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Week in Reviews: High Praise for Osteria Mozza, Plus Amarone, Amaranta, Tagine and More Elsewhere

You knew it was coming: S. Irene Virbila fawns over Osteria Mozza, as she did with Pizzeria Mozza, B&B Ristorante in Vegas and years ago for Campanile. Do you see where we're going with this? This devoted fan of Nancy Silverton and Mario Batali would never dream of lavishing less than three stars on any of their restaurants. And very little goes wrong with the Silverton/Batali Osteria: Maybe a bit too much butter on a couple pasta dishes, some tepid lamb chops, or the brusque pace set by the army of waiters. The most surprising of all, loud restaurants are suddenly "in." Osteria Mozza, people, is the cat's meow:

OK, OK, if anyone is expecting the pomp and circumstance of Valentino, he or she is going to be sorely disappointed. Osteria Mozza is casual and very, very loud. The soundtrack is pure, old-school rock 'n' roll. But with its high energy and high spirits, the osteria is also more fun than any other Italian place in town (with the exception of Pizzeria Mozza next door).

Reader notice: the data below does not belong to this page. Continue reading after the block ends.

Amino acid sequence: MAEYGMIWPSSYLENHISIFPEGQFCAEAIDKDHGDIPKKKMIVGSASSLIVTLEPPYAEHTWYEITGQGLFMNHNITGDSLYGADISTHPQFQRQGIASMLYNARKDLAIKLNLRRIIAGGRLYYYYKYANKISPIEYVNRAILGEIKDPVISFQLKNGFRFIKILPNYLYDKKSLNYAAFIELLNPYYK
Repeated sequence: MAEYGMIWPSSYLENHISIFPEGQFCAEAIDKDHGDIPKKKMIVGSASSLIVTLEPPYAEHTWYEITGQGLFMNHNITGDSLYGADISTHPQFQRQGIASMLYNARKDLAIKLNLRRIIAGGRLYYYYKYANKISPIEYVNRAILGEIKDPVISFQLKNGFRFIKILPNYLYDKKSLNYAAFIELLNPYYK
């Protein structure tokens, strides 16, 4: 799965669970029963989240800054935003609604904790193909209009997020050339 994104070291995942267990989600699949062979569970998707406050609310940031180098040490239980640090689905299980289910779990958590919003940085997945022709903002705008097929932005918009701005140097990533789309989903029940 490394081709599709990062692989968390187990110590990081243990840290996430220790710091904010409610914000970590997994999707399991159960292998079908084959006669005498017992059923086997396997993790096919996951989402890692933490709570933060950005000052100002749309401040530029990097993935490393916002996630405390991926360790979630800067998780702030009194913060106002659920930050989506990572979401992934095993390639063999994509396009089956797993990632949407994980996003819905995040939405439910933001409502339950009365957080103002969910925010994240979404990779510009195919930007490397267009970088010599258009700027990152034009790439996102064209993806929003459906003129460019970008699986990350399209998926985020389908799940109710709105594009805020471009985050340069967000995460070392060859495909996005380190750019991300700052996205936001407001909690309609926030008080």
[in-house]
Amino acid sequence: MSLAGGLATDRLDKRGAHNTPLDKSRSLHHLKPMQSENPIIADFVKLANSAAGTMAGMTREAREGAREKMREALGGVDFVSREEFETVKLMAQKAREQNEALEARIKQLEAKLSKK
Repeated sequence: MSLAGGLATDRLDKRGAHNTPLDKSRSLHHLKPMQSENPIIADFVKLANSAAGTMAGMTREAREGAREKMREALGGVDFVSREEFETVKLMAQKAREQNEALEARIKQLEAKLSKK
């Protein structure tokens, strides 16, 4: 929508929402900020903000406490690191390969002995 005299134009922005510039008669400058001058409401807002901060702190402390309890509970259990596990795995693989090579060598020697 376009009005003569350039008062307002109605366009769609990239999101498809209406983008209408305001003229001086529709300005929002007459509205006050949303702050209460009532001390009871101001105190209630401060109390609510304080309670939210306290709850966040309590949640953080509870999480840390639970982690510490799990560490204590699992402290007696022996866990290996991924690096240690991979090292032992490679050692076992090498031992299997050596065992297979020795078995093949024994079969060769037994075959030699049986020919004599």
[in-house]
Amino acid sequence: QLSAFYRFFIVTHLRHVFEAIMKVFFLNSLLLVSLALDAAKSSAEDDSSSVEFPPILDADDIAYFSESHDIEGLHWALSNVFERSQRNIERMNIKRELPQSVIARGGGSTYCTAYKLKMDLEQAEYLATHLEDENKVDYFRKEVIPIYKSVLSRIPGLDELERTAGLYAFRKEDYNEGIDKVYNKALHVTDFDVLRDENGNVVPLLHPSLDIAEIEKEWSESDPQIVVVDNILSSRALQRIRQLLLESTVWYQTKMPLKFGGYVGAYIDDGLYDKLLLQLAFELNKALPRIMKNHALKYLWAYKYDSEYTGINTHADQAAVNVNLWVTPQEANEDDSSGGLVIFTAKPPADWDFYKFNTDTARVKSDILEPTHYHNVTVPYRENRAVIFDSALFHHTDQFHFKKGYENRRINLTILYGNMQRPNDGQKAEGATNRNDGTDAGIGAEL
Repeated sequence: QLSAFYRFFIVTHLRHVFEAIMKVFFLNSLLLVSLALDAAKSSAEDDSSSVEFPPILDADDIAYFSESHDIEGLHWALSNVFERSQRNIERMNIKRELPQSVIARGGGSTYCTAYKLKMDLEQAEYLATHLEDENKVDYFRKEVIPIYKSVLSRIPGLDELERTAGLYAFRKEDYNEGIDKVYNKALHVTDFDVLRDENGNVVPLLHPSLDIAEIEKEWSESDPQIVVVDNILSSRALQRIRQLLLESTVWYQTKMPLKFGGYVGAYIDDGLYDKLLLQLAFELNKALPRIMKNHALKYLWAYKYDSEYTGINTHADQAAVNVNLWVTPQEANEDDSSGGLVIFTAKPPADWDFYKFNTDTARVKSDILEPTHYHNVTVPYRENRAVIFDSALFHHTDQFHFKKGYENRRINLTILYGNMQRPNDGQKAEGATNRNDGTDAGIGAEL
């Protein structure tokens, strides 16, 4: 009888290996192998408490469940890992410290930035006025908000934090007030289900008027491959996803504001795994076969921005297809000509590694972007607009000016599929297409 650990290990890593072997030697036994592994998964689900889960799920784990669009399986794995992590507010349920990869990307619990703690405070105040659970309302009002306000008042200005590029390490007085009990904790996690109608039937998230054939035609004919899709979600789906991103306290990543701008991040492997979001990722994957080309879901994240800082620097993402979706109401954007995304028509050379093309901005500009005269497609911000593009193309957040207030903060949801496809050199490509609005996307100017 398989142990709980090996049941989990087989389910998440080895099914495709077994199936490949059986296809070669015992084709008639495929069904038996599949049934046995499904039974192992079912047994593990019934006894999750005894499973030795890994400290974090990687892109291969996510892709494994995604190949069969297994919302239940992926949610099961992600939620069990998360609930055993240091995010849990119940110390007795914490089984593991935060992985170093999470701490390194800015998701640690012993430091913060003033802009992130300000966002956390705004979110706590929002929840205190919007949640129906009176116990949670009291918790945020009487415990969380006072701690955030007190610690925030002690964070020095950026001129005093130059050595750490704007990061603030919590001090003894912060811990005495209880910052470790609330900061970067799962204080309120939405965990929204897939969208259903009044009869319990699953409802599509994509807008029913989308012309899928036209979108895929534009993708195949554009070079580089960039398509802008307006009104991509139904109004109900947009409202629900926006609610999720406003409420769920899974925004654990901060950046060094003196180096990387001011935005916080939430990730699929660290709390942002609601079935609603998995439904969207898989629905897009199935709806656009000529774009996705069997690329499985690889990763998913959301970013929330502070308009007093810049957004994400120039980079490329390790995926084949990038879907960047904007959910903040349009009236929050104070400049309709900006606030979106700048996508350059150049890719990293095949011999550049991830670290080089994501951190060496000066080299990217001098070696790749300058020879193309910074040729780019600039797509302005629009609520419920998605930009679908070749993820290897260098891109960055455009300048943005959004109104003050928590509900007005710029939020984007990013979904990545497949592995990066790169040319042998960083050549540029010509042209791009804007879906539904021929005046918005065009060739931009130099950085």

...which she also gave three stars to, and it's much more casual. Giving the restaurant a little more time to get its act together than most places she reviews (she says Osteria has been open for four months, but it's actually three-and-a-half (the doors opened on Friday, July 13), there's no doubt it would garner all her praise. Osteria Mozza gets the requisite three stars. Today, the "S." stands for "sure thing."

ELSEWHERE: Linda Burum finds (but doesn't try) 375 tequilas at Amaranta Cocina Mexicana in the Valley; The Knife finds and likes Amarone Kitchen + Wine in WeHo; Eating L.A.'s at San Gabriel's Vietnam House; the seven-course feast at Tagine is decent, but too many service mishaps; Eddie Lin feels he needs balls, so he eats them at Alcazar in Encino; and late-night bites at e3rd Steakhouse.